August 22, 2011

Case Study: Big Brothers Big Sisters of America

The experience of Big Brothers Big Sisters highlights the importance of using technology and data to measure and improve performance, especially in the area of program and agency effectiveness and quality.

Diagnosing a network's current state in detail ideally means having easy access to robust data. For large networks with hundreds of agencies, such access requires a strong technology platform. Consider the experience of Big Brothers Big Sisters (BBBS). BBBS, the nation's largest youth mentoring program, has worked since 1904 to provide children with positive adult role models through one-to-one matches. While revising its strategic plan in 2010, the organization's leaders determined that they wanted to refine the way the network measured and improved performance. Fortunately, several years before, with an eye towards gathering consistent and comparable information, the network had created a common data technology platform (AIM) and had begun a gradual phase-in. With the vast majority of locations now using AIM, the agencies, as a network, voted in 2011 to require that all agencies report on a common set of outcomes measures to remain a participant in the network. Since the goal is to raise the performance of the agencies, there is a two year phase-in period to complete the implementation of the system and outcomes measure in the remaining affiliates.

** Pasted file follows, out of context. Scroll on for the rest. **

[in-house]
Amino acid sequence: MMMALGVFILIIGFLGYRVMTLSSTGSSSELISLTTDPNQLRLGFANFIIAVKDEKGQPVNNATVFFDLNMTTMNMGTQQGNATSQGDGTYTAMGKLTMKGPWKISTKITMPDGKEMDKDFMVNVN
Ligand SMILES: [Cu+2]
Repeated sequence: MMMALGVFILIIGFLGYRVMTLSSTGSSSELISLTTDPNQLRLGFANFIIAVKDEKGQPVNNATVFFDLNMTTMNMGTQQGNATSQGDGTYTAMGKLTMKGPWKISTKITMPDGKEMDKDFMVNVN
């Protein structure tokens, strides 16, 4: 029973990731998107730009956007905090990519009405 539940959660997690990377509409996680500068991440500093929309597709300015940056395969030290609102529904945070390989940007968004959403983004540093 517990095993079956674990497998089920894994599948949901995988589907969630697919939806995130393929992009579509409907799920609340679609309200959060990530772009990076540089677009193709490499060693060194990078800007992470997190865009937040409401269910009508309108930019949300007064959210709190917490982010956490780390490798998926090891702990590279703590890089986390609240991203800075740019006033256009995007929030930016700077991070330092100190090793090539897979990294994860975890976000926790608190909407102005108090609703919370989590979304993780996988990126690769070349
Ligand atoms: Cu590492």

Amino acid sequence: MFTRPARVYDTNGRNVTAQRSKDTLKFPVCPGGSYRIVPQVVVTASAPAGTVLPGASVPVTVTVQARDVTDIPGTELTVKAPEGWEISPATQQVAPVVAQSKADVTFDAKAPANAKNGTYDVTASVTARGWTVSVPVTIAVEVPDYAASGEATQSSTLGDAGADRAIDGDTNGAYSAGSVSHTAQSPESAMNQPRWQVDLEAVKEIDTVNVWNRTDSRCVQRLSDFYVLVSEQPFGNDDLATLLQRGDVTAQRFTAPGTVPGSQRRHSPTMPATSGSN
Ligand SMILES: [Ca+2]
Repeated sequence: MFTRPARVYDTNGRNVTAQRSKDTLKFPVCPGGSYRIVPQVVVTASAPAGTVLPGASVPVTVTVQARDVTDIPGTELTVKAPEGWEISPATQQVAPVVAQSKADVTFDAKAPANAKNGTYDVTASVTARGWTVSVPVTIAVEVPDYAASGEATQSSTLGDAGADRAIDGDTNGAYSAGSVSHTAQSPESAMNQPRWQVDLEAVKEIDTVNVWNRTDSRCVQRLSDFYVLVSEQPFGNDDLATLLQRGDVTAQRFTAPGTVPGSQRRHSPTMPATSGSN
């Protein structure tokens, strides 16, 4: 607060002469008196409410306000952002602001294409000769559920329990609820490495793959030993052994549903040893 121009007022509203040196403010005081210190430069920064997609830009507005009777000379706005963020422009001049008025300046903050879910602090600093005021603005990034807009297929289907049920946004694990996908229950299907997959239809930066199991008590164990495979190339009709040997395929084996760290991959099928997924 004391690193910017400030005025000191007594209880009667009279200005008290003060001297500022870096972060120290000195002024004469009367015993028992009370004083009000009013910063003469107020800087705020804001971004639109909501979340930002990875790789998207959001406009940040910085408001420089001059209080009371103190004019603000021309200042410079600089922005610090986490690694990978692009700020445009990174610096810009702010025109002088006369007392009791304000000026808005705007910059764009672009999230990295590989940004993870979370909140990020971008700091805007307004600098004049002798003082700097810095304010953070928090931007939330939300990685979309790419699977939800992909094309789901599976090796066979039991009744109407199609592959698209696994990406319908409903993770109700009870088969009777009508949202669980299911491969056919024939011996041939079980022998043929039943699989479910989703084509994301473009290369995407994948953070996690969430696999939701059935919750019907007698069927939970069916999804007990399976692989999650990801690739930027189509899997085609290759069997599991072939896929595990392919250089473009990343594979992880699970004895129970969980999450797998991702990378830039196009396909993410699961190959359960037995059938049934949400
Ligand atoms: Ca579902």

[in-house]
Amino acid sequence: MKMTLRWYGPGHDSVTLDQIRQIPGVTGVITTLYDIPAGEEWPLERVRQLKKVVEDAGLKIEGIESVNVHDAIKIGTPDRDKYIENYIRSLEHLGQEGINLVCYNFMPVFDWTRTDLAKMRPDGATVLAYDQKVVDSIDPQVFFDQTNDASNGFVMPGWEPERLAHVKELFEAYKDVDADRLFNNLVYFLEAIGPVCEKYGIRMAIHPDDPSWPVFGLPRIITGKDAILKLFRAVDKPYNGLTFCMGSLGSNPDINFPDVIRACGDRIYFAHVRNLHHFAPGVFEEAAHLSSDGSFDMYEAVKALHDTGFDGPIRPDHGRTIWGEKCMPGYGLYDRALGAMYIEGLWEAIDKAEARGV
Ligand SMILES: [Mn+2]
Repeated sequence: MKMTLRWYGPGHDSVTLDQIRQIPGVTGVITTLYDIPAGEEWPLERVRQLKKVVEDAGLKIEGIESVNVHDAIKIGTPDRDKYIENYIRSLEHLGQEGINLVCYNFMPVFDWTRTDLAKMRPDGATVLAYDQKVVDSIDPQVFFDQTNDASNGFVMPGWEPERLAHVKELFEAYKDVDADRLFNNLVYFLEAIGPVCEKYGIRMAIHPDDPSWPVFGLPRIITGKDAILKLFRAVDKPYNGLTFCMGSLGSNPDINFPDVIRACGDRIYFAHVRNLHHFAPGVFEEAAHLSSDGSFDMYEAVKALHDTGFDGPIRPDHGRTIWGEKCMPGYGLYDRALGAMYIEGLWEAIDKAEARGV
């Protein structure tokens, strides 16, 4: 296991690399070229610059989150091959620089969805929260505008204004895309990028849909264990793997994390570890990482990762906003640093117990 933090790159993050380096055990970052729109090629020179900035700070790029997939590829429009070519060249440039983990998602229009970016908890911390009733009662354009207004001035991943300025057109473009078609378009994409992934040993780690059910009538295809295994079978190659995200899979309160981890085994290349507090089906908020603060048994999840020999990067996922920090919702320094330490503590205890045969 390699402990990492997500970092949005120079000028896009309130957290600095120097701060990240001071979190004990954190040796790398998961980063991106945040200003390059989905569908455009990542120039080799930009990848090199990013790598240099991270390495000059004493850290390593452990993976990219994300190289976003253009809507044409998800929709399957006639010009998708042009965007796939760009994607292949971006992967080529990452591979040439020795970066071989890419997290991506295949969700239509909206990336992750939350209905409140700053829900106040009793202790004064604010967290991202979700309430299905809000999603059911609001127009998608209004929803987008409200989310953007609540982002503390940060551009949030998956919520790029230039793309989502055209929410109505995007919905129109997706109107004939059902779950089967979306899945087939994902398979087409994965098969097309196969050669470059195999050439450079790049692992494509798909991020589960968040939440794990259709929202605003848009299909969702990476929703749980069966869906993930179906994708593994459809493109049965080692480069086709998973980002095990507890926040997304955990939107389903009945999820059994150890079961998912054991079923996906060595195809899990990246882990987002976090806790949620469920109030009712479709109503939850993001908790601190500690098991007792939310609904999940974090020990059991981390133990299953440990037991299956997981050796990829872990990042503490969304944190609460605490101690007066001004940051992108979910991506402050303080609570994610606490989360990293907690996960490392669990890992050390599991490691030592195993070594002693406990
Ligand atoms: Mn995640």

This case study is part of the Diagnose Performance step of the "Preparing to Grow Your Network's Impact" guide.

Interestingly, in diagnosing the state of play at any given network, network leaders and members can often be surprised by which affiliates are able to offer leadership and guidance to their peers. The biggest aren’t always the best sources of knowledge and expertise. Big Brothers Big Sisters of America (BBBSA) is the BBBS network center; its traditional method of supporting member agencies was organized by size. Excellence in individual affiliates was noted, but the groupings were driven by size and not capability levels. According to Cindy Mesko, BBBSA’s vice president for agency development, the organization experienced an “’Ah Ha’ moment” when they started thinking about linking agencies around levels of performance rather than  just in terms of size. The data that was being gathered could be used to help in assessing the strengths and performance needs of individual agencies. This meant that some of the smaller sites with very strong track records of “long and strong matches” could play a valuable “practice leadership” role by teaching and supporting other sites on that front.

That idea was reinforced when Mesko encountered an executive director from a medium-sized, Midwestern agency at a national conference. The affiliate leader admitted she was “embarrassed about not serving more kids.” Yet as the director shared more about how the agency used data to manage is performance quality, Mesko realized that chapter’s experience could serve as a model for others in the network, and was happy to inform the affiliate leader that she wanted to learn more from her work. BBBSA’s experience is shared by many networks in our sample; getting clear on the true measures of success often surprises both network leadership and affiliates with the knowledge that for many networks, members strong on a given dimension may be flying under the radar when size alone dominates the discussion.

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